Recently, I’ve seen lots of people getting het up about its “misuse” – so I want to clarify a few things.
The GDPR (General Data Protection Regulation) gives people in the EU strong data protection rights.
Some companies do not wish to comply with these laws. Those companies block content to people within the EU.
Here’s the kicker – they use HTTP 451 “Unavailable for Legal Reasons”.
— Ruben Verborgh (@RubenVerborgh) June 9, 2018
Well, this is the first time I've seen a website use the "451: Unavailable For Legal Reasons" HTTP status code. Who would've thought that it would be a result of the GDPR… pic.twitter.com/Nzv7OBO9a0
— Sven Slootweg (@joepie91) June 9, 2018
— Yoshi (@yoshi32768) June 6, 2018
Is this the correct use of the status code? Some people are quite sure that it is not right.
I’ve had extended discussion with people on social media who are convinced that 451 should only be used in the case of government censorship. Those people are wrong.
Here’s what I reckon
The RFC which specifies HTTP 451 does not mention censorship once. Similarly, there are no mentions of governments whatsoever.
From the introduction:
This document specifies a Hypertext Transfer Protocol (HTTP) status code for use when a server operator has received a legal demand to deny access to a resource or to a set of resources that includes the requested resource.
What is a legal demand? And what does it mean to receive one? (I don’t want this to go all “It depends upon what the meaning of the word ‘is’ is” – but I think this is important).
If a court orders you to remove an illicit photo of me wearing a mankini, you would have received a legal demand. 451 would be appropriate.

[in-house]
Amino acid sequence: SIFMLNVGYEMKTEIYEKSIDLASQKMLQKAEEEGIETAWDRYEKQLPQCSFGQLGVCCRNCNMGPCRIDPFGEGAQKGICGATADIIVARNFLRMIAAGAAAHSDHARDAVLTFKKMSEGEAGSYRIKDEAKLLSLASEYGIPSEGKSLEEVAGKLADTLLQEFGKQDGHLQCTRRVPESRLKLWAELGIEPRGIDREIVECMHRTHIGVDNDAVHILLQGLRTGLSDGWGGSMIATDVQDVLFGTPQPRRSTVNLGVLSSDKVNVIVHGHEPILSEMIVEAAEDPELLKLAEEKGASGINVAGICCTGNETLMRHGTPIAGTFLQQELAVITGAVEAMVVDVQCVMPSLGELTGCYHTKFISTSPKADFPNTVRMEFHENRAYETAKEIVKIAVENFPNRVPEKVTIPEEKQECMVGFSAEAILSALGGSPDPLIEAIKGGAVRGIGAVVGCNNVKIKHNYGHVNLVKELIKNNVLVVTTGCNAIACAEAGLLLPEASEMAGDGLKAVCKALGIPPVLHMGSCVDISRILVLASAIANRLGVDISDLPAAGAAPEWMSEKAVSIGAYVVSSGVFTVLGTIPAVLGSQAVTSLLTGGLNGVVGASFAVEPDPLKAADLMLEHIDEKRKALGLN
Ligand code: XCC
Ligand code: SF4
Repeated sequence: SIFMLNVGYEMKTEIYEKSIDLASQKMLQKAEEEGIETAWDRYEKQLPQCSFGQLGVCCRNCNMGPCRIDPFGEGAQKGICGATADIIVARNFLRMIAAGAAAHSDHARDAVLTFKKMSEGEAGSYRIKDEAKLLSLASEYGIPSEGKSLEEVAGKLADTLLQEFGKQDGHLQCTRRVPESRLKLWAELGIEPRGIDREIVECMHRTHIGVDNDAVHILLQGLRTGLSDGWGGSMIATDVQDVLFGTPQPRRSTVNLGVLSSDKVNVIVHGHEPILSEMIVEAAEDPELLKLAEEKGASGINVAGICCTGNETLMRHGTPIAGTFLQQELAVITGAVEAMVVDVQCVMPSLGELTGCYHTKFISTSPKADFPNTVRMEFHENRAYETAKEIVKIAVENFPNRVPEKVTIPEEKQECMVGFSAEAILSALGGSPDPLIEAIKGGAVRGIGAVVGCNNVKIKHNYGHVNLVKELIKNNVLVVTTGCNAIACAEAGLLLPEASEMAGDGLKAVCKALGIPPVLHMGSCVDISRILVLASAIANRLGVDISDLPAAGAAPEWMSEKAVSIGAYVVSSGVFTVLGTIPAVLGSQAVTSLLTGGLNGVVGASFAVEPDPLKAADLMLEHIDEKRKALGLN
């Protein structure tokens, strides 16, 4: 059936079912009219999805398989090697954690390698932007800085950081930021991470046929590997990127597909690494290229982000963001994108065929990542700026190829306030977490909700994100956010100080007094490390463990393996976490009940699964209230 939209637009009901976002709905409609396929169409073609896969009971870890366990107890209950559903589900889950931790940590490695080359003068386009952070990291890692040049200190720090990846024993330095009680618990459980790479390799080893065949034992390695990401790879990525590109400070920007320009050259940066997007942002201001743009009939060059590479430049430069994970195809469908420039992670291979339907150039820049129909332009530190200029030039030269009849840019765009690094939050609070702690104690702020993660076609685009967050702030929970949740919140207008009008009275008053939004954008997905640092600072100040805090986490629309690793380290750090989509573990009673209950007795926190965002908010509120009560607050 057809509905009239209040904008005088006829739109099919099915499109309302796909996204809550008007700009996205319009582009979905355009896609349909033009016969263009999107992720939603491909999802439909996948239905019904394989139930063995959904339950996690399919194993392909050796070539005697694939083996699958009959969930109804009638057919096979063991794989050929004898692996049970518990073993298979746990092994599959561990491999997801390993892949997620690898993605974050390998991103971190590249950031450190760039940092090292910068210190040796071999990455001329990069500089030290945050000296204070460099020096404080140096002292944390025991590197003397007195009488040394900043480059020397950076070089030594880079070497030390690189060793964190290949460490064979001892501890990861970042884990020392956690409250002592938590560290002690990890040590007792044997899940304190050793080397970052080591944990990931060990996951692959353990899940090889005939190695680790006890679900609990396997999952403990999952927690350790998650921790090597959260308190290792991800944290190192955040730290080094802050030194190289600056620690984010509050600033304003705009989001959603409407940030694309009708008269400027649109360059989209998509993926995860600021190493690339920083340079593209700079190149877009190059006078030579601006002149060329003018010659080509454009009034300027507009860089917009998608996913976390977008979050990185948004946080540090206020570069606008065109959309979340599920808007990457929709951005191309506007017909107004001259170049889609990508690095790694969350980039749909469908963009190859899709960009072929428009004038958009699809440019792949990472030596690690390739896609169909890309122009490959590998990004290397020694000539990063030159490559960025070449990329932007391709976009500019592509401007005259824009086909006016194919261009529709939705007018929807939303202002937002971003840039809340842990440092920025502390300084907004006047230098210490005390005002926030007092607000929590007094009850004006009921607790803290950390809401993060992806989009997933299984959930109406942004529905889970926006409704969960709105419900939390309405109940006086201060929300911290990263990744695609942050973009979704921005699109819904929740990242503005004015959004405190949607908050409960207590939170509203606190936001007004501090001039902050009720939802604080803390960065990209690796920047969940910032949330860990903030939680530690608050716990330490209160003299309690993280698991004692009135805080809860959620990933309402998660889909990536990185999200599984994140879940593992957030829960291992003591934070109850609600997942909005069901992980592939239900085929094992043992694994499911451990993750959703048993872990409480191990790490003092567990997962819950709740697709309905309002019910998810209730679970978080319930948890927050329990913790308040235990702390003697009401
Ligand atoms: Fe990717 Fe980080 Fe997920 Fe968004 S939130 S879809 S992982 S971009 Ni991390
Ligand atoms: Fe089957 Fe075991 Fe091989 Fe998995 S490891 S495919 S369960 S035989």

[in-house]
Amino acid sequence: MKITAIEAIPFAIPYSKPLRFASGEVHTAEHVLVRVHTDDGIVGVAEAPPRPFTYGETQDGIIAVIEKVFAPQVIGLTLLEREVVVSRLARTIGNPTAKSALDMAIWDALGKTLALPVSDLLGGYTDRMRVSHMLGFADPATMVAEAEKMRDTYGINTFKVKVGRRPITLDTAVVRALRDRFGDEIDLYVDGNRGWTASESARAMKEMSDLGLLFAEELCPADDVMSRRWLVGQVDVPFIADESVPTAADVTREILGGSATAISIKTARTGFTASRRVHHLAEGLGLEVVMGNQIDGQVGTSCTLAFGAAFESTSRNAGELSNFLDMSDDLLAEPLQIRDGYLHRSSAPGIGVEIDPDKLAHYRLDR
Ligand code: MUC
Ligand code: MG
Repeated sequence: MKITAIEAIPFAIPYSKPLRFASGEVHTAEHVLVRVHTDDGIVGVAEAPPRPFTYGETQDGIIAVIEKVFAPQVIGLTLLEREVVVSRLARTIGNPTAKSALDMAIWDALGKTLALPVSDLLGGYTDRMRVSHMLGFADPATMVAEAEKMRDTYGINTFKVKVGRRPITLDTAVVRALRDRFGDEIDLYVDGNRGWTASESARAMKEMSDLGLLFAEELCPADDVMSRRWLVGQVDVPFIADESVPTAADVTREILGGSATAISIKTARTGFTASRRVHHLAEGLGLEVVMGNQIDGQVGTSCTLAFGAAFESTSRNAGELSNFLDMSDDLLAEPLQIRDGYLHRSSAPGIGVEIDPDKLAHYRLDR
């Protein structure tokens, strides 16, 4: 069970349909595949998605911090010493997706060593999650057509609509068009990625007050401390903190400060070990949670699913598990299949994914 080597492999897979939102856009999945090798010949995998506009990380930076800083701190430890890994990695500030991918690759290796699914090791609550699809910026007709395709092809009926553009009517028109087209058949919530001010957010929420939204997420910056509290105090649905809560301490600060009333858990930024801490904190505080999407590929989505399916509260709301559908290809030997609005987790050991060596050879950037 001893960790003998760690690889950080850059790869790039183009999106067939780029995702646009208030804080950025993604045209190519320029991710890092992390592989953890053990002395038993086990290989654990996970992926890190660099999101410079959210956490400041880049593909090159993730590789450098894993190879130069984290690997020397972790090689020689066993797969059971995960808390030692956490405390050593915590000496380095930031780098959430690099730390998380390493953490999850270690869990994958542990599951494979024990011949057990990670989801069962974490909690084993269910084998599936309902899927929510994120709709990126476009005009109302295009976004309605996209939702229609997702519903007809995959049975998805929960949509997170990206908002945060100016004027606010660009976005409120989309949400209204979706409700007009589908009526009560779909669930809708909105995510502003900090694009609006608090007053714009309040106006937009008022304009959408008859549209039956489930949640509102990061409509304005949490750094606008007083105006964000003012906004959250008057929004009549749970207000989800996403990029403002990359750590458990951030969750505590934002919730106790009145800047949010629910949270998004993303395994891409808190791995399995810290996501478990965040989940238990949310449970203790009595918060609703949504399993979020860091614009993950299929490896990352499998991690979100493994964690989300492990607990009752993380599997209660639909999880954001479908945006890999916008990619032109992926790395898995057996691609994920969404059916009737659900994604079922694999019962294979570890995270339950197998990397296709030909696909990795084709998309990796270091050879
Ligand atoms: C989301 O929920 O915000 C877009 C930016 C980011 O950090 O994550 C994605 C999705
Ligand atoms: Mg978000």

What about if my lawyer sends you an email which says “Take down that photo of Terence wearing a mankini or we’ll sue you for a million quid”? I think 451 would be appropriate.
Let’s read further. The actual specification is (emphasis added):
This status code indicates that the server is denying access to the resource as a consequence of a legal demand.
- One does not have to have specifically received a demand. I’ve never personally been instructed by the courts not to deface money – it’s just what UK law demands.
- The specification says nothing about the validity of the demand. Perhaps the demand is mistaken, or wrong, or legally deficient – you can still use 451 while attempting to clarify.
- The RFC doesn’t mention specificity. Perhaps the law bans a single page on your site – using 451 on the whole site may make sense for you.
These companies have seen a legal demand from EU countries that their citizens’ rights must be protected. If they want to continue to abuse their users’ privacy without legal consequence, they should block users who could successfully sue them. 451 is appropriate.
If the only way to access a resource would involve serving content which breaks the law, then 451 is appropriate.
We can take another theoretical example. UK law bans the sale of pistols and some other weaponry. A US site may choose to use 451 to refuse service to users in the UK – even if the site believes in the right to arm bears. They may not have specifically received a legal demand, but UK law does demand that they don’t sell to people in its territory.
The easiest fix would be for these companies to comply with the law and respect their users’ privacy. That’s what the law demands of them.
I suspect that lots of people get hung up on the number 451 being a direct reference to Ray Bradbury’s famous novel about censorship. Except, like in this case, Fahrenheit 451 is not about censorship.
Luckily, the Internet works due to rough consensus and running code. No one gets damaged if an http code is used incorrectly. And if the majority of sites use 451 to protect users from endless data mining, well that’s just fine with me.
Anyway, that’s what I reckon. Feel free to disagree with me – I promise I won’t sue you.
This does not confer any legally binding protection against lawsuits brought by me. All rights reserved. See back of packet for full terms and conditions. Errors and Omissions Excluded. Not valid in the state of Kentucky. Nil illegitimi carborundum.